A decade ago: Spending money to make money
It is late February and spring training games are about to begin. It is a wonderful time of the year, a time for “Player X is in the best shape of his life” stories and reports on bullpen sessions and rundown drills. And, most importantly, optimism reigns supreme in both Florida and Arizona.
At least, I suppose that is probably an accurate description of most Major League Baseball towns across America. In Pittsburgh, late February is a much different time. In Pittsburgh, it is time to overanalyze every public statement made by Pirates management and twist it into something that angers us. I understand. The Pirates have disappointed their fans for many, many years, making it easy to fume when Bob Nutting or Frank Coonelly speaks to the press, regardless of what they are saying. However, the easy reaction is not necessarily the rational reaction.
Recently, Coonelly was shoved under the microscope due to a response in his Pirates Prospects interview with Kevin Creagh.
Kevin: Would the Pirates be able to afford a $70M to $80M payroll, in present-day worth, if this current group of players were competitive enough to merit additional outside free agents?
Frank: Today, no but we will be able to support that payroll very soon if our fans believe that we now have a group of players in Pittsburgh and on its way here in the near future that is competitive. We need to take a meaningful step forward in terms of attendance to reach that payroll number while continuing to invest heavily in our future but I am convinced that the attendance will move quickly once we convince our fans that we are on the right track.
This comment struck a nerve with some, and their thoughts are summarized pretty well in this post at Mondesi’s House.
Classic, classic Coonelly right there. That’s right Pittsburgh, after 18 years of flushing your hard-earned money down the drain in the hopes of Kris Benson, Kevin Young, and Bryan Bullington turning the team around, the responsibility is on YOU to fund a higher payroll.
Tim and Wilbur have already posted rebuttals to this position, clarifying how the stance misunderstands what Coonelly was trying to say. Personally, I would like to take a closer look at a time when the Pirates tried the “spend first, win and increase attendance second” approach. In 2000, the Pirates finished in fifth place with a record of 69-93. They had a team payroll around $26.5 million, ranked 27th in baseball. With the Pirates moving into PNC Park and with expectations for improved future attendance numbers, the front office increased payroll substantially. Brian Giles’ five-year, $45 million extension (signed in May 2000) kicked in for the 2001 season. Cam Bonifay signed Jason Kendall to a six-year, $60 million contract. Both contracts were reasonable commitments, as Giles and Kendall were legitimate stars at that point.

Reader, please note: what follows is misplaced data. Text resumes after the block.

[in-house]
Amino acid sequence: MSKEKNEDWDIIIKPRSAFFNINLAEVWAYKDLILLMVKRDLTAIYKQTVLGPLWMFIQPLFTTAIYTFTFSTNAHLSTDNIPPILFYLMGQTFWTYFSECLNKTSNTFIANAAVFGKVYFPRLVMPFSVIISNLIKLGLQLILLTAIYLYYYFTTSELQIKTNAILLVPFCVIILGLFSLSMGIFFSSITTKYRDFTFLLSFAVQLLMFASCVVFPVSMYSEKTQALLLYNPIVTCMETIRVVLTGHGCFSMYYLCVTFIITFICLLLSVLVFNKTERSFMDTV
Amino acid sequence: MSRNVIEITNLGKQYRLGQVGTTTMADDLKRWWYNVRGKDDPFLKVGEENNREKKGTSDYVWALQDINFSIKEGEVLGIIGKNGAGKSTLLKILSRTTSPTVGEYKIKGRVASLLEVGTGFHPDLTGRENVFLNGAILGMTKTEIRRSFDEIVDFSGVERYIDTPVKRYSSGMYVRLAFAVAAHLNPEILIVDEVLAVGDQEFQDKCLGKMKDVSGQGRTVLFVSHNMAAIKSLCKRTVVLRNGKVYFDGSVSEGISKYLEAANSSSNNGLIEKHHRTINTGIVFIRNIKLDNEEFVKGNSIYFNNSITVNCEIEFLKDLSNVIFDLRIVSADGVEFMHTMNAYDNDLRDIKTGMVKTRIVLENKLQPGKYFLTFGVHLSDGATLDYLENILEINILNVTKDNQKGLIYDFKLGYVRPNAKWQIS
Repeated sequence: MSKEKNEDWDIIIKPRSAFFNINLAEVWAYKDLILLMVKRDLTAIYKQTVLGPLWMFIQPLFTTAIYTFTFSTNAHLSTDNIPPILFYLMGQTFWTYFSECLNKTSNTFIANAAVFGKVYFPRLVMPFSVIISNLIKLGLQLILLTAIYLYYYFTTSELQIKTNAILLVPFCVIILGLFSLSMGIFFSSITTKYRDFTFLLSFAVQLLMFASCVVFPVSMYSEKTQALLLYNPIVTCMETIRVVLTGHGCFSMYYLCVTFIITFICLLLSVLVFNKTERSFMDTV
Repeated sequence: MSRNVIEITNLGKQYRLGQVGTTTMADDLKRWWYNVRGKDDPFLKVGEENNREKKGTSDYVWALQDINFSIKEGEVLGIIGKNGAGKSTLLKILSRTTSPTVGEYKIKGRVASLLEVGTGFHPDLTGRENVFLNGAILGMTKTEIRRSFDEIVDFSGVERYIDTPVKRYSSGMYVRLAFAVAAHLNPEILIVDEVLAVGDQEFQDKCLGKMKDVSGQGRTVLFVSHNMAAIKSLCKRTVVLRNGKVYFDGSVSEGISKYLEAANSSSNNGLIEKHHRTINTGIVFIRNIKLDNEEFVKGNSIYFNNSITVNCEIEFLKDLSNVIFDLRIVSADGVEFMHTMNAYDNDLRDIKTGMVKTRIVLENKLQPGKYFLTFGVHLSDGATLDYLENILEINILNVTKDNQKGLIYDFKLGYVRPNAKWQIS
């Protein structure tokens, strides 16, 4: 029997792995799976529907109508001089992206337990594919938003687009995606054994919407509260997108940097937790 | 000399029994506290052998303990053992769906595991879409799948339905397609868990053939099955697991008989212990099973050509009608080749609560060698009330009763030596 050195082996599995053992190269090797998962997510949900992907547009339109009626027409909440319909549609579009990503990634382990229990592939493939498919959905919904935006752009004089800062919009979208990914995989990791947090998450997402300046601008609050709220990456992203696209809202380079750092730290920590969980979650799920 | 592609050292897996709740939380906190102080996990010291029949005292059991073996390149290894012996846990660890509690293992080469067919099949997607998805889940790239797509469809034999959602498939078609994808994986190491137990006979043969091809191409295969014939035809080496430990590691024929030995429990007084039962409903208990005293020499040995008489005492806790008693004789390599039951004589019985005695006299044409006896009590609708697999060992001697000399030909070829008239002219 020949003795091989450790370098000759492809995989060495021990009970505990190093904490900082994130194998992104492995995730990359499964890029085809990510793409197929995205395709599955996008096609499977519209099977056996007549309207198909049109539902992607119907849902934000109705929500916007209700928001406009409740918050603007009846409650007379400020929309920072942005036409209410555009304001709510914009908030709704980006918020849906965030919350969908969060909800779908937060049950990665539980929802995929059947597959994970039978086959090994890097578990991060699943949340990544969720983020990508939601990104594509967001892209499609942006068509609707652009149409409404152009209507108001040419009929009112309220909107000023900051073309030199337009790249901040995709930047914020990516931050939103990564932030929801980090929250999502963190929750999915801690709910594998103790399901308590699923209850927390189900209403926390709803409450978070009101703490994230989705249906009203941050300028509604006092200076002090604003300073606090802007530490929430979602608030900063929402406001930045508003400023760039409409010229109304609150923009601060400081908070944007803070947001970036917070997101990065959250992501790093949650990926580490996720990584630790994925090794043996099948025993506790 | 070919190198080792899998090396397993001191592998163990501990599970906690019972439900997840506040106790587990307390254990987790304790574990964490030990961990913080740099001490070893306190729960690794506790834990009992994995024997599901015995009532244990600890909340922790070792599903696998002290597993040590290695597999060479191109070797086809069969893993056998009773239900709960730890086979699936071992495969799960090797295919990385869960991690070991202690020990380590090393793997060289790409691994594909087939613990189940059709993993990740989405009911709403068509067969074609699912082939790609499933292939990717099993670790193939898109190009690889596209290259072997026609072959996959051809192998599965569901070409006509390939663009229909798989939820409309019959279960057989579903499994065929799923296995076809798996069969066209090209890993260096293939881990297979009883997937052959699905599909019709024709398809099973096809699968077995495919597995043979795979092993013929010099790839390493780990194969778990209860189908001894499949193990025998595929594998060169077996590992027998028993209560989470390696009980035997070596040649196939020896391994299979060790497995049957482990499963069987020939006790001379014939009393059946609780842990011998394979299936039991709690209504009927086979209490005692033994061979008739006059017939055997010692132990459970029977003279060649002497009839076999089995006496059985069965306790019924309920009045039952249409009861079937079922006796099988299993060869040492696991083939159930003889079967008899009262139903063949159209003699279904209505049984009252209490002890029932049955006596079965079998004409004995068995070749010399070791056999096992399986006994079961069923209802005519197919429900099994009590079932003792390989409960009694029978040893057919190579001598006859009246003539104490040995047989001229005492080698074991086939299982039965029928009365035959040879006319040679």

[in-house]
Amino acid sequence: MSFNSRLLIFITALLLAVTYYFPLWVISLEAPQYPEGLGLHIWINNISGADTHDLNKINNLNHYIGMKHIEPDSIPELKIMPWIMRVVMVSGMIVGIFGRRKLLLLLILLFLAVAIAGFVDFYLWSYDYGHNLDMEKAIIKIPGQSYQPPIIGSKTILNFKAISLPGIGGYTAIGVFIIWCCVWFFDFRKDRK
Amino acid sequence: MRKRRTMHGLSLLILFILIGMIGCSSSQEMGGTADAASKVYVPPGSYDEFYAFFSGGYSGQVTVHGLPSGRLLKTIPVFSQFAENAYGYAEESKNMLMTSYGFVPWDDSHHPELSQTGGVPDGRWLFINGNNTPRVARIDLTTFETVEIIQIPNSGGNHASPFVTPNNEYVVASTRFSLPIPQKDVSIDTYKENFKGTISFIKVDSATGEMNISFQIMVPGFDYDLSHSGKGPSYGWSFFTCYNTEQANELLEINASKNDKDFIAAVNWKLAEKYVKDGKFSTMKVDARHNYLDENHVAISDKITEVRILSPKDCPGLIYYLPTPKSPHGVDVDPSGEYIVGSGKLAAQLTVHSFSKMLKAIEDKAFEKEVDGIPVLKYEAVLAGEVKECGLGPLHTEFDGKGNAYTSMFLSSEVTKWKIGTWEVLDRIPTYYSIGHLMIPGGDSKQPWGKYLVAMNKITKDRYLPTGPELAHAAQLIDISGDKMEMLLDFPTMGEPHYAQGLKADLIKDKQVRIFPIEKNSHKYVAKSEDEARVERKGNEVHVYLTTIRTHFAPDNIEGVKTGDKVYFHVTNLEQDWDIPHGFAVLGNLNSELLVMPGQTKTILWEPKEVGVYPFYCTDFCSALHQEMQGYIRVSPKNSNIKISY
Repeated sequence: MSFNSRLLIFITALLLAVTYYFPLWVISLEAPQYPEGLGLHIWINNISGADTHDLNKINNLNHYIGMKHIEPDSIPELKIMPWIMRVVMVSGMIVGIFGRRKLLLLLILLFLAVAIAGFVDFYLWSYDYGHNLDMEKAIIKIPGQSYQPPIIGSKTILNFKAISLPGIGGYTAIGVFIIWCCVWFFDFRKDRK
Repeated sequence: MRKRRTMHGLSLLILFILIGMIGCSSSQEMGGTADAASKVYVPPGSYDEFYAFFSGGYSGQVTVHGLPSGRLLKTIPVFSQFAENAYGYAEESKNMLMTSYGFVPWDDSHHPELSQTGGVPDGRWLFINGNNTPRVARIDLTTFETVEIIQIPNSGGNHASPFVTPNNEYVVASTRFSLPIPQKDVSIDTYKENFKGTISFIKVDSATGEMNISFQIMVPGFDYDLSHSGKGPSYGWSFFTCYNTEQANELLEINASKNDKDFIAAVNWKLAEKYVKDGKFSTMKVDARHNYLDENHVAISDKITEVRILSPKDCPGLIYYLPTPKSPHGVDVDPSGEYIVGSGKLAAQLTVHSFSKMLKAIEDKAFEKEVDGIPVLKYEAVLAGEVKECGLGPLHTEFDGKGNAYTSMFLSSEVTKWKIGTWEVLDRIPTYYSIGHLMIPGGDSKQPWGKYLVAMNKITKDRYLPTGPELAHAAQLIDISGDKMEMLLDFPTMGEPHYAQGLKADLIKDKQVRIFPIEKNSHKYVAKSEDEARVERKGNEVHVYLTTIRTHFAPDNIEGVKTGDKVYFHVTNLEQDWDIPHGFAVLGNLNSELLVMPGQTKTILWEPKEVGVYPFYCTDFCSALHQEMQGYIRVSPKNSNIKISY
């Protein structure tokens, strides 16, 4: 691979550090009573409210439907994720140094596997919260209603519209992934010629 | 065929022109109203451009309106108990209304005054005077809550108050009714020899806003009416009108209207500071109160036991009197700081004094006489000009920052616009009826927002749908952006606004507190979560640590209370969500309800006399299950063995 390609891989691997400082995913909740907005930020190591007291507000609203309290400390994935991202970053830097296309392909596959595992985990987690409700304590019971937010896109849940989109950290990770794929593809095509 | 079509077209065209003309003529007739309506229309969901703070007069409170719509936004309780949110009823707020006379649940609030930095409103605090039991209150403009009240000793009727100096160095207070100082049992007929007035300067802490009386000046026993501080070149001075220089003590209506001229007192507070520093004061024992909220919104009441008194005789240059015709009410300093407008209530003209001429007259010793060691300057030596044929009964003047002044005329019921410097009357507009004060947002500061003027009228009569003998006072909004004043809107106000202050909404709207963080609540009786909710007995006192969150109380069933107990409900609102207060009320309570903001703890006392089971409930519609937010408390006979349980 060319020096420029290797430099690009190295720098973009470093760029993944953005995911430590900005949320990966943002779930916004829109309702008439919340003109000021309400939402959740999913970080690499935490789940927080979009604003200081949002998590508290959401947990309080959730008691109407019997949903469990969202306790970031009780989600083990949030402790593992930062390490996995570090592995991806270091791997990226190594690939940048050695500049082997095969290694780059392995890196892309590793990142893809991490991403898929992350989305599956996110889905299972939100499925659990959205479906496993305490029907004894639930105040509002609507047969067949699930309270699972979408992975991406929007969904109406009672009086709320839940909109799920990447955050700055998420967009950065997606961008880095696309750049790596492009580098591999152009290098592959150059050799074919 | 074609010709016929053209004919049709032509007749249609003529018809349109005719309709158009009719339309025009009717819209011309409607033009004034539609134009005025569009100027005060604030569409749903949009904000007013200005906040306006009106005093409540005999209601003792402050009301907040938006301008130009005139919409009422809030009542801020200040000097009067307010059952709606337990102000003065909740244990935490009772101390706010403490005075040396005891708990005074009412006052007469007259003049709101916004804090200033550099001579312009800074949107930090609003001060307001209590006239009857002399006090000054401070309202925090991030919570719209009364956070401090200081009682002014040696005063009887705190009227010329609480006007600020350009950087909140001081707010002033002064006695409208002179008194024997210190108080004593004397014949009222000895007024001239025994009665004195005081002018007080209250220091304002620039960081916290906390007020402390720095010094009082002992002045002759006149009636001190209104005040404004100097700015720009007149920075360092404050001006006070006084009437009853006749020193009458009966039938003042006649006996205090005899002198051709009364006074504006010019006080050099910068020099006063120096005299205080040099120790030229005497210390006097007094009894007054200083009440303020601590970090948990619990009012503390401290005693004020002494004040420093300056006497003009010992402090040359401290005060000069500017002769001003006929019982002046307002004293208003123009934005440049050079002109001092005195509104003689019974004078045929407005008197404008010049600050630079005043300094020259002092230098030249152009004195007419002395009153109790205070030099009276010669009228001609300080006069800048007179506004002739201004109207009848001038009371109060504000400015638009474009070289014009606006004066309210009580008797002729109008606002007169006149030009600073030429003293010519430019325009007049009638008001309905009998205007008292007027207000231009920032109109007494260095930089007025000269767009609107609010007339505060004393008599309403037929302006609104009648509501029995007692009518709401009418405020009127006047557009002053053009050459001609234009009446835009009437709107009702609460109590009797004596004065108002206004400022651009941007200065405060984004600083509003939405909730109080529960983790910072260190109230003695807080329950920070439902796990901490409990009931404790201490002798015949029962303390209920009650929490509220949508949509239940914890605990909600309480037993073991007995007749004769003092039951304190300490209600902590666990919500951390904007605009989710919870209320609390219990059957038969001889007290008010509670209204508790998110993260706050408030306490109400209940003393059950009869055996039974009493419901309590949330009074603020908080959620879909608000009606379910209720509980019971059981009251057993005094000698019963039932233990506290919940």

However, there was also substantial deadweight on the roster earning big bucks. Kevin Young was making over $6 million, despite putting up a .744 OPS as a 31-year-old first baseman with bad knees the previous season. Pat Meares, nearing the end of his multi-year battle with a career-destroying hand injury, was on the books for almost $3.8 million. Bonifay also signed Derek Bell to a two-year, $9 million deal in the offseason. Bell was a 32-year-old outfielder coming off a combined OPS of .717 the previous two seasons. Omar Olivares would make $4 million, and free agent Terry Mulholland cost the team $2.75 million. Overall, the 2001 payroll was a touch under $58 million, ranked a more respectable 18th in baseball. For a reference point, the 18th highest payroll in 2010 belonged to the Brewers, around $81 million.
The Pirates were trying to make a statement to their fans. They were investing heavily in the team, banking on revenue from increased future attendance at PNC Park. Unfortunately, it did not work out. Unsurprisingly, Bell was an awful addition. He battled injuries, and hit .173/.287/.288 in 183 plate appearances. Meanwhile, less expensive options Craig Wilson (.310/.390/.589 in 183 PA) and John Vander Wal (.278/.361/.473 in 360 PA) greatly outperformed him. Kendall hurt his thumb early in the year and played through the injury, leading to greatly reduced production that season and into the future. Just like that, his contract was an albatross. Despite the $58 million payroll and more than 2.4 million fans, the Pirates stumbled to 100 losses in PNC Park’s inaugural season.
With a reduced luster surrounding PNC Park the following season, attendance sagged to 1.8 million. The team’s payroll dropped a bit to $42 million, but it bounced back up to $55 million in 2003. The Pirates still were not winning, so attendance dropped even further that year, to 1.6 million. The team had attempted to spend first, win second, boost attendance/revenue third. They never got past step one, outside of the temporary attendance boost when PNC Park opened. As a result, they were in serious financial trouble in 2003. They had to shed payroll, and ended up giving Aramis Ramirez and Kenny Lofton to the Chicago Cubs. The Nutting family even had to loan the team $20 million.
The Pirates made the first move a decade ago, taking the type of action many people have been calling for this week, in hopes that an attendance increase would follow. They subsequently lost a key 25-year-old third baseman, and most likely spent some years recovering from these financial issues behind closed doors. This is why Coonelly indicated that payroll will not move into the $70 – $80 million range until attendance rises and boosts revenue. The team should not be spending money it has not yet received. It is up to the front office to build a competitive team at a lower payroll before they should expect fans to start showing up, but most statements from management lead me to believe that they understand this.